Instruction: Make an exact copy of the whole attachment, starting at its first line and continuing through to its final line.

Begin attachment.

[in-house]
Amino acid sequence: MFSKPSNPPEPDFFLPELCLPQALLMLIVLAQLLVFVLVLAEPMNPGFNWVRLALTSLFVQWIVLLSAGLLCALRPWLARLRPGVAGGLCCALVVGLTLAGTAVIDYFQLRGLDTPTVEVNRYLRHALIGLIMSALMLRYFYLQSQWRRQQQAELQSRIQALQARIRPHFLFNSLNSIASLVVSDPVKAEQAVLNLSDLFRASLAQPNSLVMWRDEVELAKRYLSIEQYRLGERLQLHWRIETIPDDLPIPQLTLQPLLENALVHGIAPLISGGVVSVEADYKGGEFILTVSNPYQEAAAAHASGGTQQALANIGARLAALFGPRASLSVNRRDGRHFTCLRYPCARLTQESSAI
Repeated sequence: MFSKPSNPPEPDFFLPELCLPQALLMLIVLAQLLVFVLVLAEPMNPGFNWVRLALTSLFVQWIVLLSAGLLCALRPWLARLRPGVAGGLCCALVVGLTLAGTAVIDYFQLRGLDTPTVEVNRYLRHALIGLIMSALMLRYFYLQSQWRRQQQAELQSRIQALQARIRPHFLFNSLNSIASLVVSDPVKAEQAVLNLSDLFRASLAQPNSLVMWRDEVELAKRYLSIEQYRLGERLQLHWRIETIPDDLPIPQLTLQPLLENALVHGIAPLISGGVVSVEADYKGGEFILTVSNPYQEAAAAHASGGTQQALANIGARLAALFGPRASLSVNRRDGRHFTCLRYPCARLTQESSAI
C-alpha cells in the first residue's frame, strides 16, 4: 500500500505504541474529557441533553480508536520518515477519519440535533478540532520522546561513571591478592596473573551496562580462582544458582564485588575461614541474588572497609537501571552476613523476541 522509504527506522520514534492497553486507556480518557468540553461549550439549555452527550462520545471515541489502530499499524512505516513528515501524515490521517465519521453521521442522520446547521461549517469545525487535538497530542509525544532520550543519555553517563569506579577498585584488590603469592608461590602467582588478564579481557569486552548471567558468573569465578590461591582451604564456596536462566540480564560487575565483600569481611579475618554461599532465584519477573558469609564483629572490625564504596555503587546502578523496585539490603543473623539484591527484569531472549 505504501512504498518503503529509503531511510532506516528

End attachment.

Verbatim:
[in-house]
Amino acid sequence: MFSKPSNPPEPDFFLPELCLPQALLMLIVLAQLLVFVLVLAEPMNPGFNWVRLALTSLFVQWIVLLSAGLLCALRPWLARLRPGVAGGLCCALVVGLTLAGTAVIDYFQLRGLDTPTVEVNRYLRHALIGLIMSALMLRYFYLQSQWRRQQQAELQSRIQALQARIRPHFLFNSLNSIASLVVSDPVKAEQAVLNLSDLFRASLAQPNSLVMWRDEVELAKRYLSIEQYRLGERLQLHWRIETIPDDLPIPQLTLQPLLENALVHGIAPLISGGVVSVEADYKGGEFILTVSNPYQEAAAAHASGGTQQALANIGARLAALFGPRASLSVNRRDGRHFTCLRYPCARLTQESSAI
Repeated sequence: MFSKPSNPPEPDFFLPELCLPQALLMLIVLAQLLVFVLVLAEPMNPGFNWVRLALTSLFVQWIVLLSAGLLCALRPWLARLRPGVAGGLCCALVVGLTLAGTAVIDYFQLRGLDTPTVEVNRYLRHALIGLIMSALMLRYFYLQSQWRRQQQAELQSRIQALQARIRPHFLFNSLNSIASLVVSDPVKAEQAVLNLSDLFRASLAQPNSLVMWRDEVELAKRYLSIEQYRLGERLQLHWRIETIPDDLPIPQLTLQPLLENALVHGIAPLISGGVVSVEADYKGGEFILTVSNPYQEAAAAHASGGTQQALANIGARLAALFGPRASLSVNRRDGRHFTCLRYPCARLTQESSAI
C-alpha cells in the first residue's frame, strides 16, 4: 500500500505504541474529557441533553480508536520518515477519519440535533478540532520522546561513571591478592596473573551496562580462582544458582564485588575461614541474588572497609537501571552476613523476541 522509504527506522520514534492497553486507556480518557468540553461549550439549555452527550462520545471515541489502530499499524512505516513528515501524515490521517465519521453521521442522520446547521461549517469545525487535538497530542509525544532520550543519555553517563569506579577498585584488590603469592608461590602467582588478564579481557569486552548471567558468573569465578590461591582451604564456596536462566540480564560487575565483600569481611579475618554461599532465584519477573558469609564483629572490625564504596555503587546502578523496585539490603543473623539484591527484569531472549 505504501512504498518503503529509503531511510532506516528